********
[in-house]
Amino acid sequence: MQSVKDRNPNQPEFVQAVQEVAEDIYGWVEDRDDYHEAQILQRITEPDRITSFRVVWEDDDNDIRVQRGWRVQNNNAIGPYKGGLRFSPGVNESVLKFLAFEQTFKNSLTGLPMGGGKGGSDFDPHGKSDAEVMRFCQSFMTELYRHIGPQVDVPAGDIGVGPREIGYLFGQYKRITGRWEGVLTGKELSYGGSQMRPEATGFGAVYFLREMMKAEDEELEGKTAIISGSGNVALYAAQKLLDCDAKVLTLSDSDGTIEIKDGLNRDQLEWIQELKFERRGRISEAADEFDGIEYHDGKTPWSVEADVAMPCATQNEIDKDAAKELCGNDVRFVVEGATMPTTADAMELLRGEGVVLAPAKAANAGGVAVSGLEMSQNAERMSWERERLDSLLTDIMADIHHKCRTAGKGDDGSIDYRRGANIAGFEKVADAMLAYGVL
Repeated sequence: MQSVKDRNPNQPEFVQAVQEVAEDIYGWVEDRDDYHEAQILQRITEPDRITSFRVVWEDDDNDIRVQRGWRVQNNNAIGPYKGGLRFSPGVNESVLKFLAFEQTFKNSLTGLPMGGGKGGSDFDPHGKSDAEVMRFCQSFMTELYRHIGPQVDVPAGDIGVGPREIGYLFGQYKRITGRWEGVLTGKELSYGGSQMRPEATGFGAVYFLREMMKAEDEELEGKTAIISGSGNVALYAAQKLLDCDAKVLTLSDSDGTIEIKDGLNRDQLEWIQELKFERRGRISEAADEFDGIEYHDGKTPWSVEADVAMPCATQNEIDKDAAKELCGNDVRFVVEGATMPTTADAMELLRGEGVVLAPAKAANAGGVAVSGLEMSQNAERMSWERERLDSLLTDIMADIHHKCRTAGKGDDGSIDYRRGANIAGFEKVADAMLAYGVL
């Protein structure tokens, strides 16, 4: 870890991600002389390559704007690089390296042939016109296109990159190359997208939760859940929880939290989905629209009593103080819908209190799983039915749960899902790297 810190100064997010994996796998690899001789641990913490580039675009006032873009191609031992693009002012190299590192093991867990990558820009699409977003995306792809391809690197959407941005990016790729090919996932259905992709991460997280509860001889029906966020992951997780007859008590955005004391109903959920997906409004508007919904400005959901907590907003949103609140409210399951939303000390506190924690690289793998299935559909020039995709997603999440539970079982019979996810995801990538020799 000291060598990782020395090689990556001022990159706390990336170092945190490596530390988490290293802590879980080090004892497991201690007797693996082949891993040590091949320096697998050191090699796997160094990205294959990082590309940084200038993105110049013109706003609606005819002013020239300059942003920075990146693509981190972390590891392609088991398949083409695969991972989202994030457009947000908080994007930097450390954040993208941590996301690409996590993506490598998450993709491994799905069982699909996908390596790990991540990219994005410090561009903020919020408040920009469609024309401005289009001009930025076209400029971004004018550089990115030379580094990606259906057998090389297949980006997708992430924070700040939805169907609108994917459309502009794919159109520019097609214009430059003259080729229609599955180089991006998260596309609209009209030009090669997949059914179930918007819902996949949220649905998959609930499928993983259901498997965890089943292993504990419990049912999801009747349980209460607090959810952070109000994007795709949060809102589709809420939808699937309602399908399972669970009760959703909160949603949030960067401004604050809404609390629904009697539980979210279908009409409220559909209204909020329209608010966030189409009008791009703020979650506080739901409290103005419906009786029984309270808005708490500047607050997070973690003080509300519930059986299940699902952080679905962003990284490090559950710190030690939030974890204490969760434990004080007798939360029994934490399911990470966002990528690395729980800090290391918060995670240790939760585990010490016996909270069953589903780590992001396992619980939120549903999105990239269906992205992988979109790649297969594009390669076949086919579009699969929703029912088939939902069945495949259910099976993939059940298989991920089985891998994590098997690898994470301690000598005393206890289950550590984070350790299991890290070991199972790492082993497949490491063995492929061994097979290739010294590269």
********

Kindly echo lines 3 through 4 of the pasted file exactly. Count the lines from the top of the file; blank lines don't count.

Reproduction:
Repeated sequence: MQSVKDRNPNQPEFVQAVQEVAEDIYGWVEDRDDYHEAQILQRITEPDRITSFRVVWEDDDNDIRVQRGWRVQNNNAIGPYKGGLRFSPGVNESVLKFLAFEQTFKNSLTGLPMGGGKGGSDFDPHGKSDAEVMRFCQSFMTELYRHIGPQVDVPAGDIGVGPREIGYLFGQYKRITGRWEGVLTGKELSYGGSQMRPEATGFGAVYFLREMMKAEDEELEGKTAIISGSGNVALYAAQKLLDCDAKVLTLSDSDGTIEIKDGLNRDQLEWIQELKFERRGRISEAADEFDGIEYHDGKTPWSVEADVAMPCATQNEIDKDAAKELCGNDVRFVVEGATMPTTADAMELLRGEGVVLAPAKAANAGGVAVSGLEMSQNAERMSWERERLDSLLTDIMADIHHKCRTAGKGDDGSIDYRRGANIAGFEKVADAMLAYGVL
């Protein structure tokens, strides 16, 4: 870890991600002389390559704007690089390296042939016109296109990159190359997208939760859940929880939290989905629209009593103080819908209190799983039915749960899902790297 810190100064997010994996796998690899001789641990913490580039675009006032873009191609031992693009002012190299590192093991867990990558820009699409977003995306792809391809690197959407941005990016790729090919996932259905992709991460997280509860001889029906966020992951997780007859008590955005004391109903959920997906409004508007919904400005959901907590907003949103609140409210399951939303000390506190924690690289793998299935559909020039995709997603999440539970079982019979996810995801990538020799 000291060598990782020395090689990556001022990159706390990336170092945190490596530390988490290293802590879980080090004892497991201690007797693996082949891993040590091949320096697998050191090699796997160094990205294959990082590309940084200038993105110049013109706003609606005819002013020239300059942003920075990146693509981190972390590891392609088991398949083409695969991972989202994030457009947000908080994007930097450390954040993208941590996301690409996590993506490598998450993709491994799905069982699909996908390596790990991540990219994005410090561009903020919020408040920009469609024309401005289009001009930025076209400029971004004018550089990115030379580094990606259906057998090389297949980006997708992430924070700040939805169907609108994917459309502009794919159109520019097609214009430059003259080729229609599955180089991006998260596309609209009209030009090669997949059914179930918007819902996949949220649905998959609930499928993983259901498997965890089943292993504990419990049912999801009747349980209460607090959810952070109000994007795709949060809102589709809420939808699937309602399908399972669970009760959703909160949603949030960067401004604050809404609390629904009697539980979210279908009409409220559909209204909020329209608010966030189409009008791009703020979650506080739901409290103005419906009786029984309270808005708490500047607050997070973690003080509300519930059986299940699902952080679905962003990284490090559950710190030690939030974890204490969760434990004080007798939360029994934490399911990470966002990528690395729980800090290391918060995670240790939760585990010490016996909270069953589903780590992001396992619980939120549903999105990239269906992205992988979109790649297969594009390669076949086919579009699969929703029912088939939902069945495949259910099976993939059940298989991920089985891998994590098997690898994470301690000598005393206890289950550590984070350790299991890290070991199972790492082993497949490491063995492929061994097979290739010294590269």